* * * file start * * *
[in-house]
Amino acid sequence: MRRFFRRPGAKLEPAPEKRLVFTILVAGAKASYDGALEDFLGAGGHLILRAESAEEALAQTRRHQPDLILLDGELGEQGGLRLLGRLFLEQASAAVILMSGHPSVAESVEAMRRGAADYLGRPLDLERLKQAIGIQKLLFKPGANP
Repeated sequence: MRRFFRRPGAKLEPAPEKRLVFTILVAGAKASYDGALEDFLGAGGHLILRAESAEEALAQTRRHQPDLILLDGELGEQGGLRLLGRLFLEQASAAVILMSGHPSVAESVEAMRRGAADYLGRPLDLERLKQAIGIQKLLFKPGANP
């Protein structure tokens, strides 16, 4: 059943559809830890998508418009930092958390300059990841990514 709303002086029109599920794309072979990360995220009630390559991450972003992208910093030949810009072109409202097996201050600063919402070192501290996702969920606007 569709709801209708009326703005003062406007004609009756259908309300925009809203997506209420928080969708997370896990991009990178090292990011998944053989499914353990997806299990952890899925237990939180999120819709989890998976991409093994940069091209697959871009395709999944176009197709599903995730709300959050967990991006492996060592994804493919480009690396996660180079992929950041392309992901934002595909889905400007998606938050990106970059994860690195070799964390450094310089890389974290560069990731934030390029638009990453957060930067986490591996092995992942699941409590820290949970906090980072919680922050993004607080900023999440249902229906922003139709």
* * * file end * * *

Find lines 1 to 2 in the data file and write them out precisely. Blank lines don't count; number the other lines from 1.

[in-house]
Amino acid sequence: MRRFFRRPGAKLEPAPEKRLVFTILVAGAKASYDGALEDFLGAGGHLILRAESAEEALAQTRRHQPDLILLDGELGEQGGLRLLGRLFLEQASAAVILMSGHPSVAESVEAMRRGAADYLGRPLDLERLKQAIGIQKLLFKPGANP